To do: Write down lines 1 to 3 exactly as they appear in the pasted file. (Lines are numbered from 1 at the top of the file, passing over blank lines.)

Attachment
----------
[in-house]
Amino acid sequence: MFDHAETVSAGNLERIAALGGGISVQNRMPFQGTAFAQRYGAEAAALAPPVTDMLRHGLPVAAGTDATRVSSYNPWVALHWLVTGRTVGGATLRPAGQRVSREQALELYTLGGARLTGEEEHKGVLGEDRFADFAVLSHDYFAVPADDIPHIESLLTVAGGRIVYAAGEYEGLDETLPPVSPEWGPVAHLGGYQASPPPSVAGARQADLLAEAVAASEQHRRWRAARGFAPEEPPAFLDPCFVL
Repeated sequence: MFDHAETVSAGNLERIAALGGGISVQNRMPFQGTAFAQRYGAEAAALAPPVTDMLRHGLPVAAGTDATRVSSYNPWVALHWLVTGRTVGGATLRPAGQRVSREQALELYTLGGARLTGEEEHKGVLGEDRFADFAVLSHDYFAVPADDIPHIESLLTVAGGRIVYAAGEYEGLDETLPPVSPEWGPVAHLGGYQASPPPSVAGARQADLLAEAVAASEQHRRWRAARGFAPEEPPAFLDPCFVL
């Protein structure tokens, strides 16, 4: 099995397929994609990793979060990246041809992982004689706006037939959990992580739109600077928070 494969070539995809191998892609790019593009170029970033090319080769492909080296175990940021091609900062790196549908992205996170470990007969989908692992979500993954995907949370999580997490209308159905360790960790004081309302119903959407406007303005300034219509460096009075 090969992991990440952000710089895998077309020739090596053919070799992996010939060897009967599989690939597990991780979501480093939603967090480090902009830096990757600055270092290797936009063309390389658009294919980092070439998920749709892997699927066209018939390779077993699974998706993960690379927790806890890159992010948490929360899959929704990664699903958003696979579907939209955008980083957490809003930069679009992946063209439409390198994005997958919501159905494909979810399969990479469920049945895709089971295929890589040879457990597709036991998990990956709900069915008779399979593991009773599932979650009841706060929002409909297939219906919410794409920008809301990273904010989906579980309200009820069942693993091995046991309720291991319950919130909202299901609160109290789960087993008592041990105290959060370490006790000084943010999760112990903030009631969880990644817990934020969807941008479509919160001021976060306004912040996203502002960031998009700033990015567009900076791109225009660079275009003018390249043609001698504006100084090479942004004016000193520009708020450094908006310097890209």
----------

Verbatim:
[in-house]
Amino acid sequence: MFDHAETVSAGNLERIAALGGGISVQNRMPFQGTAFAQRYGAEAAALAPPVTDMLRHGLPVAAGTDATRVSSYNPWVALHWLVTGRTVGGATLRPAGQRVSREQALELYTLGGARLTGEEEHKGVLGEDRFADFAVLSHDYFAVPADDIPHIESLLTVAGGRIVYAAGEYEGLDETLPPVSPEWGPVAHLGGYQASPPPSVAGARQADLLAEAVAASEQHRRWRAARGFAPEEPPAFLDPCFVL
Repeated sequence: MFDHAETVSAGNLERIAALGGGISVQNRMPFQGTAFAQRYGAEAAALAPPVTDMLRHGLPVAAGTDATRVSSYNPWVALHWLVTGRTVGGATLRPAGQRVSREQALELYTLGGARLTGEEEHKGVLGEDRFADFAVLSHDYFAVPADDIPHIESLLTVAGGRIVYAAGEYEGLDETLPPVSPEWGPVAHLGGYQASPPPSVAGARQADLLAEAVAASEQHRRWRAARGFAPEEPPAFLDPCFVL